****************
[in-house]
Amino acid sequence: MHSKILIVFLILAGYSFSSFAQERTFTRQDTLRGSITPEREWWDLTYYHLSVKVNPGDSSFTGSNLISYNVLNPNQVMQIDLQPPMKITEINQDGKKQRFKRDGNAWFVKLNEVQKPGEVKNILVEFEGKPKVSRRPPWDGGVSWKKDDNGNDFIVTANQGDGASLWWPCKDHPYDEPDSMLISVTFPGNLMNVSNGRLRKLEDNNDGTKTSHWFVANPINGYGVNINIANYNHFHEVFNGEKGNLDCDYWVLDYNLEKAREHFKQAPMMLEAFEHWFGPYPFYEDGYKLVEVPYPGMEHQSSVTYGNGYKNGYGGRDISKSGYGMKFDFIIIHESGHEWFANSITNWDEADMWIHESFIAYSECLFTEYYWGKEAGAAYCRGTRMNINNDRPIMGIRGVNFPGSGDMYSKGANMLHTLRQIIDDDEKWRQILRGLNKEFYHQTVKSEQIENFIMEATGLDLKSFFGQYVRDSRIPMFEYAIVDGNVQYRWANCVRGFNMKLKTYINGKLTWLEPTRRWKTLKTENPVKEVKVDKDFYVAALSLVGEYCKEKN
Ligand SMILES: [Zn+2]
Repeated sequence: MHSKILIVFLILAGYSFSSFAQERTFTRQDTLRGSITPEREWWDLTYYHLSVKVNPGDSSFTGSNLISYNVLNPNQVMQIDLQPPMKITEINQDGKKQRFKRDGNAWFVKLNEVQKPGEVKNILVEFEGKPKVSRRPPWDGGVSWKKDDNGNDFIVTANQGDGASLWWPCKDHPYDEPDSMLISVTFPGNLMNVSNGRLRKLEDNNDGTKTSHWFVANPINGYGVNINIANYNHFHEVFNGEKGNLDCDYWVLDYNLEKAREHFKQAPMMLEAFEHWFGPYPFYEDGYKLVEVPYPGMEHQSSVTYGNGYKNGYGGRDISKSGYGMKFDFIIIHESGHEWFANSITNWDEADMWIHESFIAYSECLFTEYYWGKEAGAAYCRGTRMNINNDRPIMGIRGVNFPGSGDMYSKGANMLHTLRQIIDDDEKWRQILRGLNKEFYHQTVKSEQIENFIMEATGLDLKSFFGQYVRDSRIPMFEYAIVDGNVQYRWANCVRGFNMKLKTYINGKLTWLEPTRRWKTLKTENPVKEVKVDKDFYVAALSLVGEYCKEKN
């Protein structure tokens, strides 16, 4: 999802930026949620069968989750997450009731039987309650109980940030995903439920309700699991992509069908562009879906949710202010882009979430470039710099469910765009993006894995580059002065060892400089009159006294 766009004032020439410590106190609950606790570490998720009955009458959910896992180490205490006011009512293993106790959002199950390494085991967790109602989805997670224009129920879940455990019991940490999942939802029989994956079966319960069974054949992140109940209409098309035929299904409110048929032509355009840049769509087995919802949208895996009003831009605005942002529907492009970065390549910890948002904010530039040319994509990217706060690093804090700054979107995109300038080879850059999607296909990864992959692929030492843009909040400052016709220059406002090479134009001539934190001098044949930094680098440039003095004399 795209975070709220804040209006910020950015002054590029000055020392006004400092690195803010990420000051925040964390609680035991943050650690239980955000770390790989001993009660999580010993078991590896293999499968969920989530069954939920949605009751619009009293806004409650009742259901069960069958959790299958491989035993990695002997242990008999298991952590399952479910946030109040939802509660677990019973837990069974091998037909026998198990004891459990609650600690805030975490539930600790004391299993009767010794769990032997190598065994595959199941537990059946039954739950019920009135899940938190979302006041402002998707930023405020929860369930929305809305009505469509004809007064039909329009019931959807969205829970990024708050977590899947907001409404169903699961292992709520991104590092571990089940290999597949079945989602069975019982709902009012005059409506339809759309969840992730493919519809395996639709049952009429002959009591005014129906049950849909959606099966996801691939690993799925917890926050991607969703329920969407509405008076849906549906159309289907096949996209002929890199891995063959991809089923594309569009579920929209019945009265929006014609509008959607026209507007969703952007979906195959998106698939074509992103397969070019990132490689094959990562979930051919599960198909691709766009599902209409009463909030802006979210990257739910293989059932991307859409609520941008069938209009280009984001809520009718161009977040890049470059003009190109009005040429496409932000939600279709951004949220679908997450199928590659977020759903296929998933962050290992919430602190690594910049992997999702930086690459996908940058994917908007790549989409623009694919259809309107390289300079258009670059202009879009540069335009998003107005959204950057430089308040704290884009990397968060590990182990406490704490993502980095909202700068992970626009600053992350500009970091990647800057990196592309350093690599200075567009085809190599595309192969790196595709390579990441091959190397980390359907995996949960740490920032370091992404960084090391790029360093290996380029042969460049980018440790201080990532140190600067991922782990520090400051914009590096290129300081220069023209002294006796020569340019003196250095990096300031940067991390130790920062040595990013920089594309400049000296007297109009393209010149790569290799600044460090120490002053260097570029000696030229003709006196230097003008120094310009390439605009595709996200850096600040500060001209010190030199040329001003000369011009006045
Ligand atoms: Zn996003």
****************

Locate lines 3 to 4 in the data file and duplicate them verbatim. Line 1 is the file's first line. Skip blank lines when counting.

Ligand SMILES: [Zn+2]
Repeated sequence: MHSKILIVFLILAGYSFSSFAQERTFTRQDTLRGSITPEREWWDLTYYHLSVKVNPGDSSFTGSNLISYNVLNPNQVMQIDLQPPMKITEINQDGKKQRFKRDGNAWFVKLNEVQKPGEVKNILVEFEGKPKVSRRPPWDGGVSWKKDDNGNDFIVTANQGDGASLWWPCKDHPYDEPDSMLISVTFPGNLMNVSNGRLRKLEDNNDGTKTSHWFVANPINGYGVNINIANYNHFHEVFNGEKGNLDCDYWVLDYNLEKAREHFKQAPMMLEAFEHWFGPYPFYEDGYKLVEVPYPGMEHQSSVTYGNGYKNGYGGRDISKSGYGMKFDFIIIHESGHEWFANSITNWDEADMWIHESFIAYSECLFTEYYWGKEAGAAYCRGTRMNINNDRPIMGIRGVNFPGSGDMYSKGANMLHTLRQIIDDDEKWRQILRGLNKEFYHQTVKSEQIENFIMEATGLDLKSFFGQYVRDSRIPMFEYAIVDGNVQYRWANCVRGFNMKLKTYINGKLTWLEPTRRWKTLKTENPVKEVKVDKDFYVAALSLVGEYCKEKN